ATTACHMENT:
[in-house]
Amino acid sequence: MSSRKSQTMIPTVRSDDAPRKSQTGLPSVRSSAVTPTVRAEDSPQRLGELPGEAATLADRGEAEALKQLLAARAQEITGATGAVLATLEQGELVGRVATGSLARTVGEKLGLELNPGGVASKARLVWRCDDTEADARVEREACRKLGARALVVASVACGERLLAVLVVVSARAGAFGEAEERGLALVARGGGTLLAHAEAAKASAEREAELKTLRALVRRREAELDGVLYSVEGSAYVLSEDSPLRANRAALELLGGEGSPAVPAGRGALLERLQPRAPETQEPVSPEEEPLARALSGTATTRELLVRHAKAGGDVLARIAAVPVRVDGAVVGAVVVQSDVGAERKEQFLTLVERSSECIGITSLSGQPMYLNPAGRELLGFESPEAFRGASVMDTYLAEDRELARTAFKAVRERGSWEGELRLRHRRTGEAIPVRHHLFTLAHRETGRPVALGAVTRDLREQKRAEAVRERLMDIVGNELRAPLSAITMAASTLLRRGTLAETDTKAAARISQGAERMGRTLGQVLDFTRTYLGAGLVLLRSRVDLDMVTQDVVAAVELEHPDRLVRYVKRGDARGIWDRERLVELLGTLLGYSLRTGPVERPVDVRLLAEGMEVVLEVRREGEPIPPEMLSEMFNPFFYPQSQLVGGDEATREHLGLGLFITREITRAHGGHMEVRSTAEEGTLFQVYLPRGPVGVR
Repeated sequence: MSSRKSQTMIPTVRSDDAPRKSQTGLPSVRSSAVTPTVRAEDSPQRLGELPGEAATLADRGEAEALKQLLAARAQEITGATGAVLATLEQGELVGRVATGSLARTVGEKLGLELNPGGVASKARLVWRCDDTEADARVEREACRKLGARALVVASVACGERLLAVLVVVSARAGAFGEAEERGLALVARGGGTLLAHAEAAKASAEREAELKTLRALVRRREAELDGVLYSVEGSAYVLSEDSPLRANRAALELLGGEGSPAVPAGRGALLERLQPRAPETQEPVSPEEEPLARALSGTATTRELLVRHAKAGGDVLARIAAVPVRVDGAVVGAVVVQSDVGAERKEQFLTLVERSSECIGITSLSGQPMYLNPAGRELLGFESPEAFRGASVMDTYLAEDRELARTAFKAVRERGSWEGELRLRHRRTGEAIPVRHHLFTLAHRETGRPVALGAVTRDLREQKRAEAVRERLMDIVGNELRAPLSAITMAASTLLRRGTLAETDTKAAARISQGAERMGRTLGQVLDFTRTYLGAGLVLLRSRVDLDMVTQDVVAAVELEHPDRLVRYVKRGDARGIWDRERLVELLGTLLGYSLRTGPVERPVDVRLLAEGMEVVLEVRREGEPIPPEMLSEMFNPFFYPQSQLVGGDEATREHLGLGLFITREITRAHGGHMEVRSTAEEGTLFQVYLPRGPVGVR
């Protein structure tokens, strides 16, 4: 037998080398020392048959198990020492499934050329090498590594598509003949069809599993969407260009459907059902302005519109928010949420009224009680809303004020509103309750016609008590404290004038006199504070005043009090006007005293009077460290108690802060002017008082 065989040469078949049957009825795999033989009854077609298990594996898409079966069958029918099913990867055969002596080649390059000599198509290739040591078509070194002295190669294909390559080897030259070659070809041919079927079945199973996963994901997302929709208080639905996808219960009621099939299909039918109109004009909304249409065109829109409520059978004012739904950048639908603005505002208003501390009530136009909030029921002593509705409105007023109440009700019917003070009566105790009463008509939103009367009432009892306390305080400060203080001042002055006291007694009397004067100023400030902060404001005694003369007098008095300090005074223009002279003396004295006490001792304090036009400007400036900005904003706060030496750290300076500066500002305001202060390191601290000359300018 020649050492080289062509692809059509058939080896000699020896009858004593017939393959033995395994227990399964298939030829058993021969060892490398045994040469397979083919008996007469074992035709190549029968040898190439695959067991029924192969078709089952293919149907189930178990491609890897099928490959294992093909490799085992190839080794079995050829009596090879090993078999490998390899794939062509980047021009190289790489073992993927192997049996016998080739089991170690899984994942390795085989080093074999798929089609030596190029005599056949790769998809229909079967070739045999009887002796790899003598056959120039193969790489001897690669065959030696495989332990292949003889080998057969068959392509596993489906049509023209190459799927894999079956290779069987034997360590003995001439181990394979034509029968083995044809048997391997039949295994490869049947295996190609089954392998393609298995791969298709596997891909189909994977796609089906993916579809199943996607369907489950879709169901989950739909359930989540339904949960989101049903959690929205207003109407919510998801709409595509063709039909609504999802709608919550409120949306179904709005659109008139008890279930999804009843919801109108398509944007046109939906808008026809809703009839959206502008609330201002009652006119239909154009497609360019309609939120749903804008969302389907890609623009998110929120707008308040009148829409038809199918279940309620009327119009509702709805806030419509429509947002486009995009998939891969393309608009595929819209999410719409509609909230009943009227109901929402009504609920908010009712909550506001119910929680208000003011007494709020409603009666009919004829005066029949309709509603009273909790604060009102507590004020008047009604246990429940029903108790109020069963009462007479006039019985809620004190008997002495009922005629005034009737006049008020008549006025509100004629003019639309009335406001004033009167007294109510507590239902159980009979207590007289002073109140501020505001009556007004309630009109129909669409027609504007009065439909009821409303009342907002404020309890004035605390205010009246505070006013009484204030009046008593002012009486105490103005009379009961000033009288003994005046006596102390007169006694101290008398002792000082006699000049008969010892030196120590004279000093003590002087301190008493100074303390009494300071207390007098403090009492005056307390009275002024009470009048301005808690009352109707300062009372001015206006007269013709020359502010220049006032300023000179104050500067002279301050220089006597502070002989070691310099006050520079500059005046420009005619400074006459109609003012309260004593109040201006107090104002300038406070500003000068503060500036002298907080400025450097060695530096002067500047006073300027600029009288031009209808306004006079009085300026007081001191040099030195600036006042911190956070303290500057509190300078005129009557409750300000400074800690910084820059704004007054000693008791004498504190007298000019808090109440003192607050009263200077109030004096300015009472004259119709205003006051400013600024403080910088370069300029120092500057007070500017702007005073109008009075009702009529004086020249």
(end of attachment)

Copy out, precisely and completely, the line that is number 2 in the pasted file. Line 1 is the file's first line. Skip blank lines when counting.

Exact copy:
Amino acid sequence: MSSRKSQTMIPTVRSDDAPRKSQTGLPSVRSSAVTPTVRAEDSPQRLGELPGEAATLADRGEAEALKQLLAARAQEITGATGAVLATLEQGELVGRVATGSLARTVGEKLGLELNPGGVASKARLVWRCDDTEADARVEREACRKLGARALVVASVACGERLLAVLVVVSARAGAFGEAEERGLALVARGGGTLLAHAEAAKASAEREAELKTLRALVRRREAELDGVLYSVEGSAYVLSEDSPLRANRAALELLGGEGSPAVPAGRGALLERLQPRAPETQEPVSPEEEPLARALSGTATTRELLVRHAKAGGDVLARIAAVPVRVDGAVVGAVVVQSDVGAERKEQFLTLVERSSECIGITSLSGQPMYLNPAGRELLGFESPEAFRGASVMDTYLAEDRELARTAFKAVRERGSWEGELRLRHRRTGEAIPVRHHLFTLAHRETGRPVALGAVTRDLREQKRAEAVRERLMDIVGNELRAPLSAITMAASTLLRRGTLAETDTKAAARISQGAERMGRTLGQVLDFTRTYLGAGLVLLRSRVDLDMVTQDVVAAVELEHPDRLVRYVKRGDARGIWDRERLVELLGTLLGYSLRTGPVERPVDVRLLAEGMEVVLEVRREGEPIPPEMLSEMFNPFFYPQSQLVGGDEATREHLGLGLFITREITRAHGGHMEVRSTAEEGTLFQVYLPRGPVGVR